“What do you do?” A weird question, in the end. Despite the linguistically gargantuan scope of the inquiry, it has just one little idiomatic meaning. You’re forced to respond in some artificially brief way, if only to move conversation along, and inevitably your answer reveals little about you and what you really do in this life, even if it can be boiled down tidily: (“I’m a lawyer”). Sure, your response, however impoverished, probably does reflect something you do a lot, if you’re traditionally employed or a full-time parent or whatever. Or else you do it a lot but you’d rather do anything else. Or you aspire to do it. Or you don’t really do it that much at all, despite its being “what you do.” And on and on.
This all seems a very American thing, you could argue, this emphasis on career, the focus only on what you do that makes you “productive,” but really it’s a problem of strangers-getting-to-know-each-other conversations in general. (And I think I prefer “What do you do?” over “Tell me about yourself” or, oh infinite dread, “What do you do for fun?”) Talking about yourself is uncomfortable, distilling your life’s doings into a digestible narration. Your elevator pitch is just a nod to polite society, a ventriloquistic eruption of factoids to outline your form. Like talking about someone in the third person when they’re standing right next to you, or clothes that don’t fit so well. And somehow, whatever and however you reply, you risk creating an irretrievable first impression that could haunt either party far longer than it should. In the best of times, it’s lame.
And when your life kind of falls all the way apart, then what do you do?
April 15, 2020 last year was the last day I did the thing I was doing up until that point. All the things I thought I was going to do after that I could no longer do. I looked around for other things to do, did things briefly, started doing things but didn’t finish, aspired to do dream things, made plans to do realistic ones. Sometimes, often, I did actually nothing. Always, I measured myself on how much I “didn’t,” while ignoring what I was actually doing, during this most recent revolution around the sun:
I ended a relationship. I moved, about 6 times. I cooked. I watched hours of cooking videos. I cried, a lot. I started to write. I walked in the park. I slept. I decanted bulk goods into jars. I spoke on the phone. I bought and sold a car. I lived with family. I found anger. I embroidered little animals onto tote bags. I panicked. I showered infrequently. I taught myself how to buy and sell stocks. I listened supportively. I started with a new therapist. I pared down my belongings. I won an award. I experimented with 15 kinds of cat food. I watched TV and fell asleep to it. I started reading ten independent newsletters a week. I got down on myself. I got a really nice tan. I built a website. I gave up ice cream. I felt terribly at sea. I took 1000 images of my cats. I stopped being able to read books. I found it again. I made a new friend more than twice my age. I discovered encroaching grey hair. I stretched. I volunteered at a food bank. I got a FitBit and rarely reach the step goal. I tracked my heart rate obsessively. I was a comfort to others. I bled like clockwork. I marveled at the beauty of New England. I bought myself flowers. I ate so much popcorn. I mourned, and I grew up a lot, and I watched the year go by, and I waited.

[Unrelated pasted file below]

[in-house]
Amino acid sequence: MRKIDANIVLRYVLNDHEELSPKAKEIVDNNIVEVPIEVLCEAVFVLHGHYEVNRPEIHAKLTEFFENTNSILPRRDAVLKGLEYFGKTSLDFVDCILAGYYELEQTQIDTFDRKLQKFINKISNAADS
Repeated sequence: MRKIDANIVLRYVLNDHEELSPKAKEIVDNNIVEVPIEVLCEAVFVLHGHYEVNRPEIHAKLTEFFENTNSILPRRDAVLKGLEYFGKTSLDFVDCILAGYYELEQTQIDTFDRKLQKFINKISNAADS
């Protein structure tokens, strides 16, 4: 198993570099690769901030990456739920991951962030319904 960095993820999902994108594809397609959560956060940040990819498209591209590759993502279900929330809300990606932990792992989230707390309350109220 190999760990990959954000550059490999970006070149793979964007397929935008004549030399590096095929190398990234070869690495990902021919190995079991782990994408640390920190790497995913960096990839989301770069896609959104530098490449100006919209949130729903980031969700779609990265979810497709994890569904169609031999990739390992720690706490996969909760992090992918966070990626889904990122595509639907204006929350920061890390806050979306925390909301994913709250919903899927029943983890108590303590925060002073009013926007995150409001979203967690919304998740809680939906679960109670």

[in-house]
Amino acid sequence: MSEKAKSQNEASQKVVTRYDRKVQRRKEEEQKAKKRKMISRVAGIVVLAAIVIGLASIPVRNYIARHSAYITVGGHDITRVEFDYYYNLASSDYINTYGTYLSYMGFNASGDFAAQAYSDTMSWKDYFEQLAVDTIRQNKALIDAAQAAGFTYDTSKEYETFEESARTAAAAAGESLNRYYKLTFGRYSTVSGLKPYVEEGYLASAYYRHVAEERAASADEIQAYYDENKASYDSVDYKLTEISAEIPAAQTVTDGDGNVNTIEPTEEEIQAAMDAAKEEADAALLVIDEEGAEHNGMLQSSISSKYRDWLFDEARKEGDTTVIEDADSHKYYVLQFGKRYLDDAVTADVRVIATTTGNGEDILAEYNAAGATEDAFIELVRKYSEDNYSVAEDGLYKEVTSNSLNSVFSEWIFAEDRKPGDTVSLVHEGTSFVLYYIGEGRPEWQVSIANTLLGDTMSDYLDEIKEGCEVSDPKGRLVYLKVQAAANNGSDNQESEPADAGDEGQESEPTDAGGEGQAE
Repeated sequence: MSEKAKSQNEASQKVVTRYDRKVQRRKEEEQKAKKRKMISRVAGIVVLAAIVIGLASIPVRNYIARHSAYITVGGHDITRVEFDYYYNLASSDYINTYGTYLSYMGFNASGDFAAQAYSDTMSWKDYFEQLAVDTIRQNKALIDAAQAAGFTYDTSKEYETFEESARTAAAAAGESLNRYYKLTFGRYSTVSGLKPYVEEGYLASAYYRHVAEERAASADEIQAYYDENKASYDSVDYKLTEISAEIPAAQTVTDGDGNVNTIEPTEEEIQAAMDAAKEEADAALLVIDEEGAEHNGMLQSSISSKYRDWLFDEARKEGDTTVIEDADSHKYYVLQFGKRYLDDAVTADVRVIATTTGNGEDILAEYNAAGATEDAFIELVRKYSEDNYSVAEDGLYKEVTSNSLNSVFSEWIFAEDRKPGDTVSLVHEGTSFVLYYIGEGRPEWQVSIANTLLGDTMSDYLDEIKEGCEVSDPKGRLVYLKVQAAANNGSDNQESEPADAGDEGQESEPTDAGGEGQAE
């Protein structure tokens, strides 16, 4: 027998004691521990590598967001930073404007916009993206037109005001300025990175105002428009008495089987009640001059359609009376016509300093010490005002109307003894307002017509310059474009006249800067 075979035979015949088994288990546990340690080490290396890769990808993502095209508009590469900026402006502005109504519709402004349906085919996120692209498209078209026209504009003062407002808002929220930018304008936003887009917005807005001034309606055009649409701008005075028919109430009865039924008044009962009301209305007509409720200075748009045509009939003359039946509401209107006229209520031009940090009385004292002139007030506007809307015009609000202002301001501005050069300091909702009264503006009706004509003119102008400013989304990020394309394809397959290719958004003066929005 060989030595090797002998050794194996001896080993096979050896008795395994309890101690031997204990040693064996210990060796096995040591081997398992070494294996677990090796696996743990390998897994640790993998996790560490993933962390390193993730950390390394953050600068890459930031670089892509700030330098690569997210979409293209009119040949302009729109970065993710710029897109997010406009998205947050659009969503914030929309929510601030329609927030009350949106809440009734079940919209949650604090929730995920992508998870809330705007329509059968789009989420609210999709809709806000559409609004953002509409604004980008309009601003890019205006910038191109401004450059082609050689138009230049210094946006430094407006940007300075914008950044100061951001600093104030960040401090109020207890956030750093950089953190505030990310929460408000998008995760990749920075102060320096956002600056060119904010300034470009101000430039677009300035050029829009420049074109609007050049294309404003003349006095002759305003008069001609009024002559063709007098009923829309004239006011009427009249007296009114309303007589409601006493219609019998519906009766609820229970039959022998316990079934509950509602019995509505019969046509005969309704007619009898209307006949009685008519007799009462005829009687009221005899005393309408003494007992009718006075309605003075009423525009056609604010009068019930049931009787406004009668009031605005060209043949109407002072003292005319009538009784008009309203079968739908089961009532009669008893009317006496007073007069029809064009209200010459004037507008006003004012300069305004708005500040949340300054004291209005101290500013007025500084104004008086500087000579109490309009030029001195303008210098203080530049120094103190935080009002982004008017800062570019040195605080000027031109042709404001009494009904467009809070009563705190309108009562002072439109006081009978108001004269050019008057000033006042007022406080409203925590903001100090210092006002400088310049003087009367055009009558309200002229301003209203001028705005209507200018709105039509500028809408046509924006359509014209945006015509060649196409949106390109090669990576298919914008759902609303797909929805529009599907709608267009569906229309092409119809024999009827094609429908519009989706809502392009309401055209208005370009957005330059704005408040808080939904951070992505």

And I listened to Simon and Garfunkel’s “April Come She Will” on (desperate) repeat:
April, come she will
When streams are ripe and swelled with rain
May, she will stay
Resting in my arms again
June, she'll change her tune
In restless walks she'll prowl the night
July, she will fly
And give no warning to her flight
August, die she must
The autumn winds blow chilly and cold
September, I'll remember
A love once new has now grown old
Because I couldn’t say it any better, a user comment on the song’s YouTube page: “I thought I understood this when I first heard it. About the turning of the season. I always was a little sad about fall. But now I'm 70. And it’s about everything.”
It’s a long preamble to say that, as my unplanned 2 week Culture Diet vacation may have illustrated, I am now doing more than ever. I copywrite for a branding studio, and have worked on six soon-to-launch products. I am thrilled to be guest curating an exhibition opening this October for the Museum of Jewish Heritage here in New York (more details to come soon!). I’m collaborating with a wonderful artist in California and writing two articles about her work. And this coming Tuesday at 5pm, I will be hosting a virtual live sale of a curation of artworks that I put together for Showfields, a fabulous store/gallery/platform. All of the artwork can be purchased easily through their e-commerce site, and during the livestream I’ll be walking you through the selections and the artists. It’s a fabulous way to grow your lil art collection and support artists and, win win, for every person who logs onto the live, one dollar will be donated to the Loveland Foundation. And it’ll be fun! Tuesday, 5pm, join here.
Yours in doing,
Thank you for reading The Culture Diet <3 If you’re new here, a most warm welcome. I’m a curator and writer based in NYC, having spent a decade working in the art world. What you’ll get here is interdisciplinary cultural commentary, personal essays, thoughts on art, things to consume, and whatever else inspires, outrages, and delights me. If you’re enjoying it, please subscribe and tell your friends!